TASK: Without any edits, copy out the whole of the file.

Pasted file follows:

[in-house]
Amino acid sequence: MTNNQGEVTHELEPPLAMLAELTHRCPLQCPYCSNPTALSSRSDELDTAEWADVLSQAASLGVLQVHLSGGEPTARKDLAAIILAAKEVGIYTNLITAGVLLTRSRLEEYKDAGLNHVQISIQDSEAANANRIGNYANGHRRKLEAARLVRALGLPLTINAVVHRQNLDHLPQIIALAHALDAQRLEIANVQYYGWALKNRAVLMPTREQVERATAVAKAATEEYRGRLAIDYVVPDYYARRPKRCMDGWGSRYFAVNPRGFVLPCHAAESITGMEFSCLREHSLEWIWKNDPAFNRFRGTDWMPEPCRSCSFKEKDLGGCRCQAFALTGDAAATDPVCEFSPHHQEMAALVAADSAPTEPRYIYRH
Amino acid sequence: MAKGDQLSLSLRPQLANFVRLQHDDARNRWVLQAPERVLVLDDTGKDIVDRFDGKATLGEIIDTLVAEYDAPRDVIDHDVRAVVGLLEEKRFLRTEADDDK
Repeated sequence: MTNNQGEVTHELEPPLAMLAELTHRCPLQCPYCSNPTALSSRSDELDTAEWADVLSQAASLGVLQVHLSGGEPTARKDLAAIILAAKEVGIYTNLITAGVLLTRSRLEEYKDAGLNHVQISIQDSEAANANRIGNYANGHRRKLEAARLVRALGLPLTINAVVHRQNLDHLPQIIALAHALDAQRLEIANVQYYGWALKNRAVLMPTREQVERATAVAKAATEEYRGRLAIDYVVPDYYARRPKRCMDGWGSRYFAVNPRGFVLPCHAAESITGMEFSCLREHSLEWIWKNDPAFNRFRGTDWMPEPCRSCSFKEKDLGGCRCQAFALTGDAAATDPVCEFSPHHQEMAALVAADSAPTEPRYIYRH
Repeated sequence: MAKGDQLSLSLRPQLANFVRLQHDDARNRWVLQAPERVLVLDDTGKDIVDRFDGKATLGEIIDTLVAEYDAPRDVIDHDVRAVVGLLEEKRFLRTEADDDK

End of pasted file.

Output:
[in-house]
Amino acid sequence: MTNNQGEVTHELEPPLAMLAELTHRCPLQCPYCSNPTALSSRSDELDTAEWADVLSQAASLGVLQVHLSGGEPTARKDLAAIILAAKEVGIYTNLITAGVLLTRSRLEEYKDAGLNHVQISIQDSEAANANRIGNYANGHRRKLEAARLVRALGLPLTINAVVHRQNLDHLPQIIALAHALDAQRLEIANVQYYGWALKNRAVLMPTREQVERATAVAKAATEEYRGRLAIDYVVPDYYARRPKRCMDGWGSRYFAVNPRGFVLPCHAAESITGMEFSCLREHSLEWIWKNDPAFNRFRGTDWMPEPCRSCSFKEKDLGGCRCQAFALTGDAAATDPVCEFSPHHQEMAALVAADSAPTEPRYIYRH
Amino acid sequence: MAKGDQLSLSLRPQLANFVRLQHDDARNRWVLQAPERVLVLDDTGKDIVDRFDGKATLGEIIDTLVAEYDAPRDVIDHDVRAVVGLLEEKRFLRTEADDDK
Repeated sequence: MTNNQGEVTHELEPPLAMLAELTHRCPLQCPYCSNPTALSSRSDELDTAEWADVLSQAASLGVLQVHLSGGEPTARKDLAAIILAAKEVGIYTNLITAGVLLTRSRLEEYKDAGLNHVQISIQDSEAANANRIGNYANGHRRKLEAARLVRALGLPLTINAVVHRQNLDHLPQIIALAHALDAQRLEIANVQYYGWALKNRAVLMPTREQVERATAVAKAATEEYRGRLAIDYVVPDYYARRPKRCMDGWGSRYFAVNPRGFVLPCHAAESITGMEFSCLREHSLEWIWKNDPAFNRFRGTDWMPEPCRSCSFKEKDLGGCRCQAFALTGDAAATDPVCEFSPHHQEMAALVAADSAPTEPRYIYRH
Repeated sequence: MAKGDQLSLSLRPQLANFVRLQHDDARNRWVLQAPERVLVLDDTGKDIVDRFDGKATLGEIIDTLVAEYDAPRDVIDHDVRAVVGLLEEKRFLRTEADDDK